Remembering Z. T. Vinson


In 1916, an unidentified artist published “Just for Fun,”
 a portfolio of sketches of leading Huntington
 businessmen, including Z.T. Vinson.

Sketch courtesy of Jerry Sutphin


Zachary Taylor Vinson was born in 1857 in Wayne County, just outside Huntington,
 and educated at Bethany (West Virginia) College, the Law School of the
 University of Virginia and Boston University Law School. He first
practiced law at Ceredo in Wayne County, then moved to
Huntington, where he was very successful as
 both a lawyer and a businessman.

In the 1890s, the separate streetcar lines in Huntington and the nearby
 Kentucky communities of Catlettsburg and Ashland had something
in common — all were running in the red. It was Vinson who
 had the idea of combining the separate lines and linking
 the towns. To finance his idea, he turned to Johnson
 N. Camden, a successful oil man and
member of the U.S. Senate.

With the infusion of Camden’s cash, Huntington’s Consolidated Light
 and Railway Co. became the Camden Interstate Railway Co,
 linking Huntington, Ceredo and Kenova in West Virginia,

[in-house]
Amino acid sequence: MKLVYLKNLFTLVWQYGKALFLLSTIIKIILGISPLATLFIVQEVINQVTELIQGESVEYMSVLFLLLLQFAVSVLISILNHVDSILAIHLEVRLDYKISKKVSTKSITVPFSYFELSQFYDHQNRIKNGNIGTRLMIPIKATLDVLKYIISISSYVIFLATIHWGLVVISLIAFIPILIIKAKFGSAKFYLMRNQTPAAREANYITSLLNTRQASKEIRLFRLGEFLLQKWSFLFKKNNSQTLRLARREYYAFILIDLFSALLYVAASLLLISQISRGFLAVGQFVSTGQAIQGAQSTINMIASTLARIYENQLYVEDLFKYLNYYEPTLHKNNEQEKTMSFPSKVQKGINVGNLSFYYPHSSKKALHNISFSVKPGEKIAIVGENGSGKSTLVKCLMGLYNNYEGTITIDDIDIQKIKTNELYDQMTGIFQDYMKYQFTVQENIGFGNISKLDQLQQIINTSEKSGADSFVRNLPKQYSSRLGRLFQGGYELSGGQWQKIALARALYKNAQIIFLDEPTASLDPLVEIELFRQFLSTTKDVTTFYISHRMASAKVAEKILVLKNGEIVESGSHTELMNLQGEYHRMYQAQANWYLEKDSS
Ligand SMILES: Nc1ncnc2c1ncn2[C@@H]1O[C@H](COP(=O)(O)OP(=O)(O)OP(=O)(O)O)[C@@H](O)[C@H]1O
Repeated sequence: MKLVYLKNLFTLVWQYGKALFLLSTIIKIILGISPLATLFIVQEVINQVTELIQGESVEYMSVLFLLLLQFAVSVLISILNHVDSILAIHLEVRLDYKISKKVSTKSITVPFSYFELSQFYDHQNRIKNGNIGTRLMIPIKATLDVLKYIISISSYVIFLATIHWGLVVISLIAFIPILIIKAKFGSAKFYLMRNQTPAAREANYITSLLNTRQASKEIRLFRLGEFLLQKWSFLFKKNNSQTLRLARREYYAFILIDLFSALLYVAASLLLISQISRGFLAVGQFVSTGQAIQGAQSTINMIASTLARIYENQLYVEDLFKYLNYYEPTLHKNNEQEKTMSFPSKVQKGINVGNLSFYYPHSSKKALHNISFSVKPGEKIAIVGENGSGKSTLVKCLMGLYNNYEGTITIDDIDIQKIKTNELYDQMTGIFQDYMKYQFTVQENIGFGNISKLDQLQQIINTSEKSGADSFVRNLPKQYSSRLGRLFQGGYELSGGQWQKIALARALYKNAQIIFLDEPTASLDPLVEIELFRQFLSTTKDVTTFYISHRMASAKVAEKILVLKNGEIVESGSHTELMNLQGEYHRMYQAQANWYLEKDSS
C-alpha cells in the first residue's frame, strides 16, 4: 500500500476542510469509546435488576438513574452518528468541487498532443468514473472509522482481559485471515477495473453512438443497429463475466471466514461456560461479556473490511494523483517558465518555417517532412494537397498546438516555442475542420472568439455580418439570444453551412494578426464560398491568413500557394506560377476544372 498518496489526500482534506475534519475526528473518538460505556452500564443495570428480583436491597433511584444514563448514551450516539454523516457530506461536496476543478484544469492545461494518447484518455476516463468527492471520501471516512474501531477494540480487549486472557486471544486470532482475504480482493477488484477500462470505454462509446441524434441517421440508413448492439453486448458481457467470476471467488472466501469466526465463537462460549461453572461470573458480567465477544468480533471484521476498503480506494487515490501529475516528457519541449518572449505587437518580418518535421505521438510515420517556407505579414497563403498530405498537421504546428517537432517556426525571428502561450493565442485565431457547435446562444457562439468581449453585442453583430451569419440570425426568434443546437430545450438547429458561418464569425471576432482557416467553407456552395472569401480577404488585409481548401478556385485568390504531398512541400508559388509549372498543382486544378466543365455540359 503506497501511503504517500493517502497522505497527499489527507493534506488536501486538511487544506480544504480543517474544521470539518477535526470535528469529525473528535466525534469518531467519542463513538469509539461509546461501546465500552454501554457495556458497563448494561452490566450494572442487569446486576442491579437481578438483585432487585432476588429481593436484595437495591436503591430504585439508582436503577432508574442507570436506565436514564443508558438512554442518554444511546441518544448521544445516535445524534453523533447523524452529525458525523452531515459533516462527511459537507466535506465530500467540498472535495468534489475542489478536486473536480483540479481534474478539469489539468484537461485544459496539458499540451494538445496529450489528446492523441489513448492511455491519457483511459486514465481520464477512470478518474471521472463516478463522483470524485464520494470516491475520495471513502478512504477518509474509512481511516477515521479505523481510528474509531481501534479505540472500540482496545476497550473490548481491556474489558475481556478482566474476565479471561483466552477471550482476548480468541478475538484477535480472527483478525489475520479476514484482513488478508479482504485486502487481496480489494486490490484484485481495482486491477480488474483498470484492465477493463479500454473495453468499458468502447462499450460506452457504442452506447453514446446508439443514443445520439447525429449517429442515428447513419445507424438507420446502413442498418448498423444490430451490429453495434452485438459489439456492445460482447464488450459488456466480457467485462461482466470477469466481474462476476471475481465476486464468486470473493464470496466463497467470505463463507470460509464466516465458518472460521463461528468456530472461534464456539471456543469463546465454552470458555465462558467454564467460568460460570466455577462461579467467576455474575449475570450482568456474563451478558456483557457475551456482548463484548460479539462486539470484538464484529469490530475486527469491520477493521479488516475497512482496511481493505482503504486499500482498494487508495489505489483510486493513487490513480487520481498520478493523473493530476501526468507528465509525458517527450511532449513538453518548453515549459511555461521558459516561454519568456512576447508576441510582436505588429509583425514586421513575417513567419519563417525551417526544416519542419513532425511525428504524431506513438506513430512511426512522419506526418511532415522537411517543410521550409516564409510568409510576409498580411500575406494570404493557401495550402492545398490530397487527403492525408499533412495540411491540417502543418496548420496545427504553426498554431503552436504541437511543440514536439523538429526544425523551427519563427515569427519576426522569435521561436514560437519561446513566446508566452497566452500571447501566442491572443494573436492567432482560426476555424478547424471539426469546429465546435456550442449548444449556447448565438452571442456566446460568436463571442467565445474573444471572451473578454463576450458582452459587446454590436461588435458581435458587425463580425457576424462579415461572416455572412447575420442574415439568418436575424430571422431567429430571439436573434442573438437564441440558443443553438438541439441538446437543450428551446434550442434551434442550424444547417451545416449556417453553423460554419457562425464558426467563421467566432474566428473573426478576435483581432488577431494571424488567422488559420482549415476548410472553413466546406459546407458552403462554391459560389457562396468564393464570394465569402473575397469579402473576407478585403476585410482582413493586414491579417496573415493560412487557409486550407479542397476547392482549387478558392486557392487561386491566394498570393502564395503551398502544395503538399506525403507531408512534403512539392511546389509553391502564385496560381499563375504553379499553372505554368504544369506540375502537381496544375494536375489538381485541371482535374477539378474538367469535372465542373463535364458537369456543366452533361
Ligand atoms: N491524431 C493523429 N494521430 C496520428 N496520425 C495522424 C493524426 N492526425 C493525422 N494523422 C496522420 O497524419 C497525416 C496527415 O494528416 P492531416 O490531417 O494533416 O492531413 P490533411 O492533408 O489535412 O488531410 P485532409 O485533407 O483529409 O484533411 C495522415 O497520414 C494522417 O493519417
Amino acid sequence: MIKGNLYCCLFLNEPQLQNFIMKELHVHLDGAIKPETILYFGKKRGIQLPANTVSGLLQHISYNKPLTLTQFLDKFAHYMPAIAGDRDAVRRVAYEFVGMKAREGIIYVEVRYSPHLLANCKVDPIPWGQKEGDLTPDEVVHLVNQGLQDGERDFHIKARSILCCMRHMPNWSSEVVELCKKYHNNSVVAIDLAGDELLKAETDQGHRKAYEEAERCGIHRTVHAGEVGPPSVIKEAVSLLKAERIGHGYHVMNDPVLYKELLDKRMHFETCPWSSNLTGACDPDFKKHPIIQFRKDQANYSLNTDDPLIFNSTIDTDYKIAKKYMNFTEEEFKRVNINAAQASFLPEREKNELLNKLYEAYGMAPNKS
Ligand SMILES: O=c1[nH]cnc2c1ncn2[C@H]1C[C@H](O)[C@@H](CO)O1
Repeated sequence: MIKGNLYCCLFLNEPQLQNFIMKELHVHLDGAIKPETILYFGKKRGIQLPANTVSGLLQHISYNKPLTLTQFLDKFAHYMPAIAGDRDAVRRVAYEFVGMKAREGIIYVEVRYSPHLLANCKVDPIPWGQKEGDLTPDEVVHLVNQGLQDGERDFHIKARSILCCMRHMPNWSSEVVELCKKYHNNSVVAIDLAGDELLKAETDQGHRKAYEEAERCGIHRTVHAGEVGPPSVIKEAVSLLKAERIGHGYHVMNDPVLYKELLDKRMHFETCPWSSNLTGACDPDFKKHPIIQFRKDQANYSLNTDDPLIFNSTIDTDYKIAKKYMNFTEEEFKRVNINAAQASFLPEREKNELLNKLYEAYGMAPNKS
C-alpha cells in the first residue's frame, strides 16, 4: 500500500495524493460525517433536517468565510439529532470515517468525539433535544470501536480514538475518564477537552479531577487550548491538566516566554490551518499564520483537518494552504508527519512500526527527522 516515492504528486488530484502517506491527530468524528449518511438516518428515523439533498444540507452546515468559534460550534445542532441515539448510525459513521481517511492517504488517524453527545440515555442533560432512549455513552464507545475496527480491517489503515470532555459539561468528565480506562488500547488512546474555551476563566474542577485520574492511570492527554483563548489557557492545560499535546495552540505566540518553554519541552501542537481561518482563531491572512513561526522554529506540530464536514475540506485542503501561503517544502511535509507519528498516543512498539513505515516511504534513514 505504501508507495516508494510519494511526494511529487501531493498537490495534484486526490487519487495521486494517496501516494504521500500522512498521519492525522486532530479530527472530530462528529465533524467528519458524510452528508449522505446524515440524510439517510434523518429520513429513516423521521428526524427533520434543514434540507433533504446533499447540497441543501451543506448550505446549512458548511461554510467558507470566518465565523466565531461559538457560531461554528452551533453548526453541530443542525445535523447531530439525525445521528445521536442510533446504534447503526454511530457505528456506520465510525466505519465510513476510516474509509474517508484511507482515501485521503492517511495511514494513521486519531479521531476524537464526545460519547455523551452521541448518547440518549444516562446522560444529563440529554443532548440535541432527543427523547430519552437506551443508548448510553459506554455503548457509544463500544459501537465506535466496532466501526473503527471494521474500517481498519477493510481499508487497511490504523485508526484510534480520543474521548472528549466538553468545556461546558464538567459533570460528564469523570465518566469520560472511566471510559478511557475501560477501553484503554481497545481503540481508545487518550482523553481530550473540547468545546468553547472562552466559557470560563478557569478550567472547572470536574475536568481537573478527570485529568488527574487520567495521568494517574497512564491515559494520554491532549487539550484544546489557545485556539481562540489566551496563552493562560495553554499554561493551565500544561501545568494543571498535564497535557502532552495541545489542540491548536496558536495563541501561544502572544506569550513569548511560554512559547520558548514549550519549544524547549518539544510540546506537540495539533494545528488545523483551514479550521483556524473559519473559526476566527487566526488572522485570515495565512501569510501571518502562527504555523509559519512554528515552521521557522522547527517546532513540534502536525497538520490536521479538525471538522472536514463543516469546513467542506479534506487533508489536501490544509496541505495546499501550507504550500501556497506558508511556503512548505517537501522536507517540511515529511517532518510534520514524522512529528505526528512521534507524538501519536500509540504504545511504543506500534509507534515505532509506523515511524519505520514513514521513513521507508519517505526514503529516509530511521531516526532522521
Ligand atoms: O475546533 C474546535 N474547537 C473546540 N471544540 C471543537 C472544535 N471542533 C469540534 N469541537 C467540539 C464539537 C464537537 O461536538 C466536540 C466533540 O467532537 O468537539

Catlettsburg and Ashland in Kentucky and (by ferry
boat) Ironton in Ohio. Passengers flocked
 to the new system.

For decades, the Huntington coal-loading tipple built by Island Creek
 Coal Company was the last stop for the long trainloads of coal
dug from the company’s mines in Logan and Mingo counties
in southern West Virginia. Vinson and other local
investors founded the predecessor of Island
Creek Coal. He and his partners sold their
 firm to U.S. Coal & Oil Company,
which soon changed its name
 to Island Creek Coal.

Vinson was one of the founders of Huntington’s Central
 Christian Church and taught a Sunday School class
there. On his death in 1927, the class was
named the Vinson Memorial Bible Class.


Note:  This Article and picture appeared in the Herald-Dispatch Newspaper on June 27, 2023.


[ Back ]